It is not just the visuals that have been updated in the game, there are also a lot of game mechanic tweaks and complete revamps, some which are amazing additions and other that just well don’t work. This first big change and the one that I hope they keep for all future additions is that there are now no longer any random encounters in the game because you can see the individual Pokémon on the map. This has three main benefits, first, if you are looking for just the one Pokémon you don’t have to go through battle after random battle hoping to see the one you want. As well as this, it also makes the world feel alive with all the Pokémon flying/swimming/running all over the place. Finally, if you are trying to avoid battles as you run back to civilization, no longer will caves or large stretches of grass fill you with dread. Also, they have added in the little story assists that clear up some of the wasted backtracking time, though the hints do get a bit in your face at times.

The battle mechnics, Pokémon. and music feel both new and link to the past. Image Credit: Nintendo
The battle mechnics, Pokémon. and music feel both new and link to the past. Image Credit: Nintendo

The big new game mechanic that I think is going to divide people is the new Pokémon catching mechanic. In all games up until this point, what you would do is battle wild Pokémon down until they are low in health and the let the Pokéballs fly, with maybe some stun spore if you had a particular stubborn Pokémon. In this game, everything has changes taking on more of the style you see in Pokémon Go. Instead of a battle, catching Pokémon is now like a mini-game where you have to get the Pokéball to hit the Pokémon that is often moving, you get bonuses if you get the ball in a closing circle, and you can use some berries to help.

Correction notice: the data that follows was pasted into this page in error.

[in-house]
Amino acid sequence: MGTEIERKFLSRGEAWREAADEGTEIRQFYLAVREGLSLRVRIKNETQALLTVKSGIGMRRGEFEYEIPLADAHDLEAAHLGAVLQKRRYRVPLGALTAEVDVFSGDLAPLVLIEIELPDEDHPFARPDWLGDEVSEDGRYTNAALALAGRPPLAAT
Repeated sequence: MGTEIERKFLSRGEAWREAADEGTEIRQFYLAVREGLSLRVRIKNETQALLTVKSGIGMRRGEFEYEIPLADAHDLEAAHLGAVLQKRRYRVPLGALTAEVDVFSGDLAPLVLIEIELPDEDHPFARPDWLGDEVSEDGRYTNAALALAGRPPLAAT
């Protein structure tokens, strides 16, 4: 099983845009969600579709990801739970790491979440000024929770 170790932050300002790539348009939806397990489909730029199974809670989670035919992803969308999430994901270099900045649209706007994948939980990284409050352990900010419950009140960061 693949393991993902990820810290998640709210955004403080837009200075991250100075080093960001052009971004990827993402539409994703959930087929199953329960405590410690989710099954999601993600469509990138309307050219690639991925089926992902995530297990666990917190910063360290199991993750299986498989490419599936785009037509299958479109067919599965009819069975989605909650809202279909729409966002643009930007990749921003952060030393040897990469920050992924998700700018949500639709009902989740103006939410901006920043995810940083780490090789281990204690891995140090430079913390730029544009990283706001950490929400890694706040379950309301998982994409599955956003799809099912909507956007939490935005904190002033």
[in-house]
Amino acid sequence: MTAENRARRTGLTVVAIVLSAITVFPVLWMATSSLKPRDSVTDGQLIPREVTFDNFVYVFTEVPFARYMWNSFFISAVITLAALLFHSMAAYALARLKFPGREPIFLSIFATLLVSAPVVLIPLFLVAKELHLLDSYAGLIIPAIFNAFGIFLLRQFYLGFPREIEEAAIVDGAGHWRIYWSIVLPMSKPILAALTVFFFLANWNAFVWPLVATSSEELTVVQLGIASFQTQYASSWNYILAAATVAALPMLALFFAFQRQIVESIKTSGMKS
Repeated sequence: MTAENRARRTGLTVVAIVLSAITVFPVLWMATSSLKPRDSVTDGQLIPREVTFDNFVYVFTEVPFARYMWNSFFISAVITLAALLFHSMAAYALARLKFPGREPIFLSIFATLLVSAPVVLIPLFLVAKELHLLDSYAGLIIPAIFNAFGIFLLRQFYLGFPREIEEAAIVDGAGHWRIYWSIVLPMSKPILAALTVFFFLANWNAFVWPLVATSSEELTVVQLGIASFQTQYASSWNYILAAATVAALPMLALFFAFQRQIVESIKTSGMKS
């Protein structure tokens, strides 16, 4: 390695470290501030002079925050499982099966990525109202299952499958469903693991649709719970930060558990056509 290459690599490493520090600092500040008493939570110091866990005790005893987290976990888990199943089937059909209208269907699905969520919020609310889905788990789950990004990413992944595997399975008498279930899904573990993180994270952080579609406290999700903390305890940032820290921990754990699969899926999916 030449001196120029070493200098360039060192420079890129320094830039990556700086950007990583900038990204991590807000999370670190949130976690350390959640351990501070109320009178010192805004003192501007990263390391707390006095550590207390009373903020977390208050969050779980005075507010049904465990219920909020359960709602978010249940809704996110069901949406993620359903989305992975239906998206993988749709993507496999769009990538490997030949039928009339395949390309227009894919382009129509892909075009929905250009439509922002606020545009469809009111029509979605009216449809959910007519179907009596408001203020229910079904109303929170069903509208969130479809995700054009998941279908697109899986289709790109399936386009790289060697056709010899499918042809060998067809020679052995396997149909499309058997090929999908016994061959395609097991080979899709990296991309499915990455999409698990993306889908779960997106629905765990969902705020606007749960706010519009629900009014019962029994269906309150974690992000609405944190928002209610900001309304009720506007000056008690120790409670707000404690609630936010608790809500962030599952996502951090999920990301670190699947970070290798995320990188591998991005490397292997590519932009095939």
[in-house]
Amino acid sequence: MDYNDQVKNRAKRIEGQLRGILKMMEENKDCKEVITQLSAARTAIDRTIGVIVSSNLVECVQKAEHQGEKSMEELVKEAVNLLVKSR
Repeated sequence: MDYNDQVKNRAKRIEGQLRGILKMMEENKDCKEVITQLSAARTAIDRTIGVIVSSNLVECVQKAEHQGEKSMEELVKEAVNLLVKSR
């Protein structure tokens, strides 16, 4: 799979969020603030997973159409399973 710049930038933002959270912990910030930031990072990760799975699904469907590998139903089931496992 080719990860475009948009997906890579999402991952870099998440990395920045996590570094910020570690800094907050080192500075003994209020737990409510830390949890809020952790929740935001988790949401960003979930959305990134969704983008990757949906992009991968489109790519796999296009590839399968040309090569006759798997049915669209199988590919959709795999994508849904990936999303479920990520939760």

Now this is a change and any major change tends to elicit an immediate negative response and I don’t think it is that bad. So once you work out how all the mechanics work you do start to get into the flow of how it all works and the immediate negative reaction starts to subside. Though I will say catching Pokémon becomes significantly more difficult when you are on a bus or walking as it messes with the internal Switch accelerometers and Gyroscopes. However, the big issue is all the flow-on decisions that need to happen because of this change in game design. So gone are fishing rods and bikes, gone are a lot of the items in the game, also my favourite area The Safari Zone. It also means that the only way to train your Pokémon is by catching wild Pokémon. This adds that whole Pokémon Go mechanic of dumping excess Pokémon back to Professor Oak which is not something I am interested in doing. However, the more important issue is the game has Exp-share on as default and as far as I can see there is no way to turn it off. I can understand given this is pitched to younger players having this as an option, but mandatory is just frustrating.